The Isabella Stewart Gardner Museum opened to the public on the evening of January 1st, 1903, with a musical and visual arts celebration. Following an opening concert of Bach, Mozart, Chausson and Schumann performed by members of the Boston Symphony Orchestra, mirrored doors were rolled back to reveal the spectacular interior courtyard, brimming with flowers and dramatically lit with Japanese lanterns. Surrounding the courtyard, galleries displayed art in a highly intimate and personal setting. The evening was a dazzling celebration of music, art, history, innovation and beauty. In the words of William James, “The aesthetic perfection of all things seemed to have a peculiar effect on the company…It was a very extraordinary and wonderful moral influence…Quite in the line of a Gospel miracle!”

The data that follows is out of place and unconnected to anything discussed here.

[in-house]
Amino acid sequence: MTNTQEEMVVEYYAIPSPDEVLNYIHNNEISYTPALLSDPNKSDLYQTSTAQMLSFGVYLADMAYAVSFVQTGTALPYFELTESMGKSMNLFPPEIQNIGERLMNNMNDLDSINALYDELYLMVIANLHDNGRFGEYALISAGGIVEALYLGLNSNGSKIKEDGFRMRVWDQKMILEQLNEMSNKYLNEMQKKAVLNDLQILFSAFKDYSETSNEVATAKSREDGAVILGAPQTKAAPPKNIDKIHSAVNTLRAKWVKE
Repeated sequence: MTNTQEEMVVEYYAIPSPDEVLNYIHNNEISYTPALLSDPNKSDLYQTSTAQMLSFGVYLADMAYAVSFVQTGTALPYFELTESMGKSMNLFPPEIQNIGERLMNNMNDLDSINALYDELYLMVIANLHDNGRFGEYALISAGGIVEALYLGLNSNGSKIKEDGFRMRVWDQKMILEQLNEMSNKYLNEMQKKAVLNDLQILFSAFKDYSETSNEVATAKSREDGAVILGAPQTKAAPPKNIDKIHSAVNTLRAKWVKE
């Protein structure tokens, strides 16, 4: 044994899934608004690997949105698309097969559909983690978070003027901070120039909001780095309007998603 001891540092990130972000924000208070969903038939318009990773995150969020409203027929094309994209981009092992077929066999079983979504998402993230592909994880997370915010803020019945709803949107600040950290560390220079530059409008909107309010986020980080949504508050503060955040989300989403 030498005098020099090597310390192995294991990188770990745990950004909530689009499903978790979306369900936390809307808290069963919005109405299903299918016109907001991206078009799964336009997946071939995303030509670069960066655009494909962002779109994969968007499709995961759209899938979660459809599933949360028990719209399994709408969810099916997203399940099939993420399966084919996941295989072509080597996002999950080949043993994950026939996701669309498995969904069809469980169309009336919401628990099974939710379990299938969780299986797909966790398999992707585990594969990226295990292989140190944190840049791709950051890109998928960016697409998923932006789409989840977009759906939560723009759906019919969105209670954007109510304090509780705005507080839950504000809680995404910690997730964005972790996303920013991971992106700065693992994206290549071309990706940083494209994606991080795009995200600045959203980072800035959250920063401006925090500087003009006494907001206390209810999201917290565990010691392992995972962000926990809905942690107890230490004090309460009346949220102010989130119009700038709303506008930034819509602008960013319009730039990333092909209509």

Fenway Court, as the Museum was called at its inception, is the only private art collection in which the building, collection and installations are the creation of one individual. Isabella Stewart Gardner’s vision that the Museum remain as she arranged it “for the education and enjoyment of the public forever” is reflected in every aspect of the Museum. The Museum’s seal, designed by Isabella Gardner and Boston artist and designer Sarah Wyman Whitman, bears a phoenix (a symbol of immortality) above the phrase “c’est mon plaisir” (“it is my pleasure”).